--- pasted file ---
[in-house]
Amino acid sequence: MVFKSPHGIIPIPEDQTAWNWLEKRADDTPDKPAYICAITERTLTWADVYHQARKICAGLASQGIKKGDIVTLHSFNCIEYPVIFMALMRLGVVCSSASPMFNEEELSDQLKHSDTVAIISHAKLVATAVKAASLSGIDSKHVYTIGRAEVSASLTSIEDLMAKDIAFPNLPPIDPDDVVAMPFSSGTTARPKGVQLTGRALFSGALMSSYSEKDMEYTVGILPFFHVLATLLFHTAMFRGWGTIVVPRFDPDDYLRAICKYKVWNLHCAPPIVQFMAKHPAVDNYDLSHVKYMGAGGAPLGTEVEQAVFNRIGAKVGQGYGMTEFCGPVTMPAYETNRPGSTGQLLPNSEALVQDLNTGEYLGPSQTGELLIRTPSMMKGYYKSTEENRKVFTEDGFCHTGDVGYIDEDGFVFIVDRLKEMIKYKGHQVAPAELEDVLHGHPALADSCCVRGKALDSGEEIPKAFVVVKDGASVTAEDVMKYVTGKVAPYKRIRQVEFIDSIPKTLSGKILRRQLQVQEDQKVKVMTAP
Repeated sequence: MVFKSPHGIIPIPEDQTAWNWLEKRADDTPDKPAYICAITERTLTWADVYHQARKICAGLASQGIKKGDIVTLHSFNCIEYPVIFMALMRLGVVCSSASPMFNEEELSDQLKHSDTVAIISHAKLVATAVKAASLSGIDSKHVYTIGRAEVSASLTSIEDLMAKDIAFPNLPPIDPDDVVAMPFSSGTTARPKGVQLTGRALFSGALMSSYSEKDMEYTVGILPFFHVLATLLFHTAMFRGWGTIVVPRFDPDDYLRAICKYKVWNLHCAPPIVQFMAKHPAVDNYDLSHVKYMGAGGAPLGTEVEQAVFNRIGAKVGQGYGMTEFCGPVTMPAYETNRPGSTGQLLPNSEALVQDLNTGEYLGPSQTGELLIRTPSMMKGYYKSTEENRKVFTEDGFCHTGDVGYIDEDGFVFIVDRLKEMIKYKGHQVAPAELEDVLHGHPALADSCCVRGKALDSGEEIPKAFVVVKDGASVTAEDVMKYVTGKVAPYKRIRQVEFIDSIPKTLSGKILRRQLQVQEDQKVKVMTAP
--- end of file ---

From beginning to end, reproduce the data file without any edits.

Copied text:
[in-house]
Amino acid sequence: MVFKSPHGIIPIPEDQTAWNWLEKRADDTPDKPAYICAITERTLTWADVYHQARKICAGLASQGIKKGDIVTLHSFNCIEYPVIFMALMRLGVVCSSASPMFNEEELSDQLKHSDTVAIISHAKLVATAVKAASLSGIDSKHVYTIGRAEVSASLTSIEDLMAKDIAFPNLPPIDPDDVVAMPFSSGTTARPKGVQLTGRALFSGALMSSYSEKDMEYTVGILPFFHVLATLLFHTAMFRGWGTIVVPRFDPDDYLRAICKYKVWNLHCAPPIVQFMAKHPAVDNYDLSHVKYMGAGGAPLGTEVEQAVFNRIGAKVGQGYGMTEFCGPVTMPAYETNRPGSTGQLLPNSEALVQDLNTGEYLGPSQTGELLIRTPSMMKGYYKSTEENRKVFTEDGFCHTGDVGYIDEDGFVFIVDRLKEMIKYKGHQVAPAELEDVLHGHPALADSCCVRGKALDSGEEIPKAFVVVKDGASVTAEDVMKYVTGKVAPYKRIRQVEFIDSIPKTLSGKILRRQLQVQEDQKVKVMTAP
Repeated sequence: MVFKSPHGIIPIPEDQTAWNWLEKRADDTPDKPAYICAITERTLTWADVYHQARKICAGLASQGIKKGDIVTLHSFNCIEYPVIFMALMRLGVVCSSASPMFNEEELSDQLKHSDTVAIISHAKLVATAVKAASLSGIDSKHVYTIGRAEVSASLTSIEDLMAKDIAFPNLPPIDPDDVVAMPFSSGTTARPKGVQLTGRALFSGALMSSYSEKDMEYTVGILPFFHVLATLLFHTAMFRGWGTIVVPRFDPDDYLRAICKYKVWNLHCAPPIVQFMAKHPAVDNYDLSHVKYMGAGGAPLGTEVEQAVFNRIGAKVGQGYGMTEFCGPVTMPAYETNRPGSTGQLLPNSEALVQDLNTGEYLGPSQTGELLIRTPSMMKGYYKSTEENRKVFTEDGFCHTGDVGYIDEDGFVFIVDRLKEMIKYKGHQVAPAELEDVLHGHPALADSCCVRGKALDSGEEIPKAFVVVKDGASVTAEDVMKYVTGKVAPYKRIRQVEFIDSIPKTLSGKILRRQLQVQEDQKVKVMTAP